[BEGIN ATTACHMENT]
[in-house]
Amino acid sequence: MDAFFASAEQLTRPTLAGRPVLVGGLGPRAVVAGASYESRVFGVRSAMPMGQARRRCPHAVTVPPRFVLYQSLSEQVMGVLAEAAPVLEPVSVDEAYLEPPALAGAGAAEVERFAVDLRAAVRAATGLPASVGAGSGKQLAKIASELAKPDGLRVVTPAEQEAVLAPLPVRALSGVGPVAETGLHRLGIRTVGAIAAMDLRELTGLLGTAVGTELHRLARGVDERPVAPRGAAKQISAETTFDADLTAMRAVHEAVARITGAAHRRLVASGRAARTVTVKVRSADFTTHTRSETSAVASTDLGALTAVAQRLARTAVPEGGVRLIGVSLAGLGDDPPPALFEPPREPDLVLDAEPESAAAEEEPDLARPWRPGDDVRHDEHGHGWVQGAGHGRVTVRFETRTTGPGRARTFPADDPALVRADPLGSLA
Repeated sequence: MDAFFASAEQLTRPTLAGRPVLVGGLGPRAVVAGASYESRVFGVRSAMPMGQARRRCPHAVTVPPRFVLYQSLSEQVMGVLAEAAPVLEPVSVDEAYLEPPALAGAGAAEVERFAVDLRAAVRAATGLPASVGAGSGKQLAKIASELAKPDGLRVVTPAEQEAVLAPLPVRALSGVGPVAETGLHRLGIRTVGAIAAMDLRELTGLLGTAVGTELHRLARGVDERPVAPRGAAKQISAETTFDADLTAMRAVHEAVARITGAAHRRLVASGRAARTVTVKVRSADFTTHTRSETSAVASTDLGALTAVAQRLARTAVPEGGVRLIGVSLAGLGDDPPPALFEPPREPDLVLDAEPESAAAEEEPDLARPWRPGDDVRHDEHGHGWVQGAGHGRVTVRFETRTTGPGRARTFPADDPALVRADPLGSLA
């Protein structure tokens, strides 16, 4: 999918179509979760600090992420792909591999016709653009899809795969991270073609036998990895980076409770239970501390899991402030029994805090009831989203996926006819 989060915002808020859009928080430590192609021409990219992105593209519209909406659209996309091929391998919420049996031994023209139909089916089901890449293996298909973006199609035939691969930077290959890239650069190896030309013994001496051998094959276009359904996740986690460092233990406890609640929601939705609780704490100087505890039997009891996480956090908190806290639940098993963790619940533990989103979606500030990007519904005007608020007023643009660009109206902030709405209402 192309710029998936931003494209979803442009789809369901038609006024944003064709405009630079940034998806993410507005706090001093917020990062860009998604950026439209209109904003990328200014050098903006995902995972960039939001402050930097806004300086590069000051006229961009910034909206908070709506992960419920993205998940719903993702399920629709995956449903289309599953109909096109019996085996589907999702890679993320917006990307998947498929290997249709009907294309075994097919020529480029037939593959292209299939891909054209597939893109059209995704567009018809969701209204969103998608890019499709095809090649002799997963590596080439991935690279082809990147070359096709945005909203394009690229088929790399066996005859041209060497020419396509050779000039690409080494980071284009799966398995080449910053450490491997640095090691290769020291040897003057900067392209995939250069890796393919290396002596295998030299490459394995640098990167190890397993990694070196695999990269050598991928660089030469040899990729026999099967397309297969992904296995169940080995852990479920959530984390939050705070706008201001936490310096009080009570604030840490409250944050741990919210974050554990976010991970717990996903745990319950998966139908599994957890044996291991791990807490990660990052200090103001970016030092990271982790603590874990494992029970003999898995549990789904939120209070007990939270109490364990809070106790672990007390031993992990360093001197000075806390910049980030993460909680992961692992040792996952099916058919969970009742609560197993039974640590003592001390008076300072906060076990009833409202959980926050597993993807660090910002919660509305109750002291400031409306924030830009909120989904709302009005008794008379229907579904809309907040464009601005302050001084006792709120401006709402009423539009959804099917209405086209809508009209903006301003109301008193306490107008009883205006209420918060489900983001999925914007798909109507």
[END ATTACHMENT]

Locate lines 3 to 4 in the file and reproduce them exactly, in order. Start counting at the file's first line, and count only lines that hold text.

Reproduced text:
Repeated sequence: MDAFFASAEQLTRPTLAGRPVLVGGLGPRAVVAGASYESRVFGVRSAMPMGQARRRCPHAVTVPPRFVLYQSLSEQVMGVLAEAAPVLEPVSVDEAYLEPPALAGAGAAEVERFAVDLRAAVRAATGLPASVGAGSGKQLAKIASELAKPDGLRVVTPAEQEAVLAPLPVRALSGVGPVAETGLHRLGIRTVGAIAAMDLRELTGLLGTAVGTELHRLARGVDERPVAPRGAAKQISAETTFDADLTAMRAVHEAVARITGAAHRRLVASGRAARTVTVKVRSADFTTHTRSETSAVASTDLGALTAVAQRLARTAVPEGGVRLIGVSLAGLGDDPPPALFEPPREPDLVLDAEPESAAAEEEPDLARPWRPGDDVRHDEHGHGWVQGAGHGRVTVRFETRTTGPGRARTFPADDPALVRADPLGSLA
């Protein structure tokens, strides 16, 4: 999918179509979760600090992420792909591999016709653009899809795969991270073609036998990895980076409770239970501390899991402030029994805090009831989203996926006819 989060915002808020859009928080430590192609021409990219992105593209519209909406659209996309091929391998919420049996031994023209139909089916089901890449293996298909973006199609035939691969930077290959890239650069190896030309013994001496051998094959276009359904996740986690460092233990406890609640929601939705609780704490100087505890039997009891996480956090908190806290639940098993963790619940533990989103979606500030990007519904005007608020007023643009660009109206902030709405209402 192309710029998936931003494209979803442009789809369901038609006024944003064709405009630079940034998806993410507005706090001093917020990062860009998604950026439209209109904003990328200014050098903006995902995972960039939001402050930097806004300086590069000051006229961009910034909206908070709506992960419920993205998940719903993702399920629709995956449903289309599953109909096109019996085996589907999702890679993320917006990307998947498929290997249709009907294309075994097919020529480029037939593959292209299939891909054209597939893109059209995704567009018809969701209204969103998608890019499709095809090649002799997963590596080439991935690279082809990147070359096709945005909203394009690229088929790399066996005859041209060497020419396509050779000039690409080494980071284009799966398995080449910053450490491997640095090691290769020291040897003057900067392209995939250069890796393919290396002596295998030299490459394995640098990167190890397993990694070196695999990269050598991928660089030469040899990729026999099967397309297969992904296995169940080995852990479920959530984390939050705070706008201001936490310096009080009570604030840490409250944050741990919210974050554990976010991970717990996903745990319950998966139908599994957890044996291991791990807490990660990052200090103001970016030092990271982790603590874990494992029970003999898995549990789904939120209070007990939270109490364990809070106790672990007390031993992990360093001197000075806390910049980030993460909680992961692992040792996952099916058919969970009742609560197993039974640590003592001390008076300072906060076990009833409202959980926050597993993807660090910002919660509305109750002291400031409306924030830009909120989904709302009005008794008379229907579904809309907040464009601005302050001084006792709120401006709402009423539009959804099917209405086209809508009209903006301003109301008193306490107008009883205006209420918060489900983001999925914007798909109507």